3. Encourage Continued Learning According to The Economist, the rate of technological change has forced the modern workforce to adopt a life-long learning mindset. From a business standpoint, helping employees master new skills ensures that your employees continue to have an impact and that you have people in place to meet your company’s emerging needs.
Bonus points? It’s also one of the best ways to improve employee motivation. Forbes identifies continuous learning as one of the fastest paths to engagement. Giving your employees the ability to either learn more about their job — or to attend meetings to learn from other departments — goes a long way to boost employees’ morale.
4. Give Employees a Voice According to Inc., employees who stay with a company that prioritizes profits over its team members are likely to be under-performers.
It’s not that profit and growth aren’t important, but keeping the people who make profit and growth happen ensures that your company will move forward. So, show them that you value them. Acknowledgment from an executive, a simple conversation at the coffee pot, or celebrating their birthdays are all good ways to start.
Take a tour of our platform to see how you can embed appreciation into your culture.
5. Make Rewards Meaningful When it comes to rewarding a job well-done, many executives revert to giving their employees small cash bonuses. But once an employee earns a certain wage or salary, cash is no longer an effective morale booster. To continue to get the same impact on employee morale, you might need to keep raising the bonuses over time, ultimately costing you way more money in the long-run.
Instead, give employees the rewards that matter to them: experiences. Research shows that experiences build long-term happiness more than gift cards or things.
In the Kazoo office employees pick their rewards. One of our most popular rewards requires employees to pool points to get a keg of cold-brew coffee. Sure, we would still like the cold brew if the company provided the perk without any effort on our part, yet each cup seems a little more special because we had to work together to get it.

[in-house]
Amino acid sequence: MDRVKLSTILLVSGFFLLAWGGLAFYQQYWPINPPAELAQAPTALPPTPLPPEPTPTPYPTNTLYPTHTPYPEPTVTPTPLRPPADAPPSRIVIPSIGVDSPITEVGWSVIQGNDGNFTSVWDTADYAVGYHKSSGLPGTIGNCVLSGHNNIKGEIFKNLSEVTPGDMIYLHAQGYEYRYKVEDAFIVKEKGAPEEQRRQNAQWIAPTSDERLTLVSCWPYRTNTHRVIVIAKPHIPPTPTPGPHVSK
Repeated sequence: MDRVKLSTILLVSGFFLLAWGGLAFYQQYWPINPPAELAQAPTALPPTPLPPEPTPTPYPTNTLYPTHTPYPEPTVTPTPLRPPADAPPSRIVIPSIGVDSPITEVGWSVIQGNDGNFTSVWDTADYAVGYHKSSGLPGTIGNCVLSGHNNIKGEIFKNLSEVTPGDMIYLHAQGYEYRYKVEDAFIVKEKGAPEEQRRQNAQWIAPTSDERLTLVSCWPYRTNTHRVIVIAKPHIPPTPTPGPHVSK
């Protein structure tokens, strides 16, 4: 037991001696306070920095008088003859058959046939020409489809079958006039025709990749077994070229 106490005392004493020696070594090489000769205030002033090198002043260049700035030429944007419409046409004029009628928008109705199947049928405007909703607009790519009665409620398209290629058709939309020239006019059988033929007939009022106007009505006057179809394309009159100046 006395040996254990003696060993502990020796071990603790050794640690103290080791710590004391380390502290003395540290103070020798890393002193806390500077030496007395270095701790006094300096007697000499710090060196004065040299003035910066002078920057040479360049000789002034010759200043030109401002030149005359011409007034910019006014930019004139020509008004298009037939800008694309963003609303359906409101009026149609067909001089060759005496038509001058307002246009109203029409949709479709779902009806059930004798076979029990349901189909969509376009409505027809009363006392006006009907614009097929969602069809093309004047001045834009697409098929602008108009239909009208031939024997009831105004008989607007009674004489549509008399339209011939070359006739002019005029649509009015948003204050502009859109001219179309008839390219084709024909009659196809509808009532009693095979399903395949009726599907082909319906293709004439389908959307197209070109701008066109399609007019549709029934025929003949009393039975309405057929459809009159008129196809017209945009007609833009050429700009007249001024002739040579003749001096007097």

6. Communicate your Values Employees need to resonate with your company values, which is why they should know what they are (and for them to be relevant to their work.) A 2015 SHRM Study showed that companies that tie recognition to corporate values kept employees around longer than those who didn’t. On top of that, millennial employees (who are soon to be half of the working population) have said that they care about their company’s values and ethics.
In her open letter to employers, Lisa Earle McLeod captures what seems to be a global sentiment among millennials:
“I was raised to believe I could change the world. I’m desperate for you to show me that the work we do here matters, even just a little bit.”
7. Make Employee Morale Activities Genuine Forced office socials and cheap, thoughtless gifts will be recognized as such, and you risk disengaging your employees with them. Instead, focus on gifting your employees the things they want. We recommend that you focus on the four pillars of comprehensive employee experience (connection, appreciation, meaning, and impact) to authentically and sustainably boost employee morale.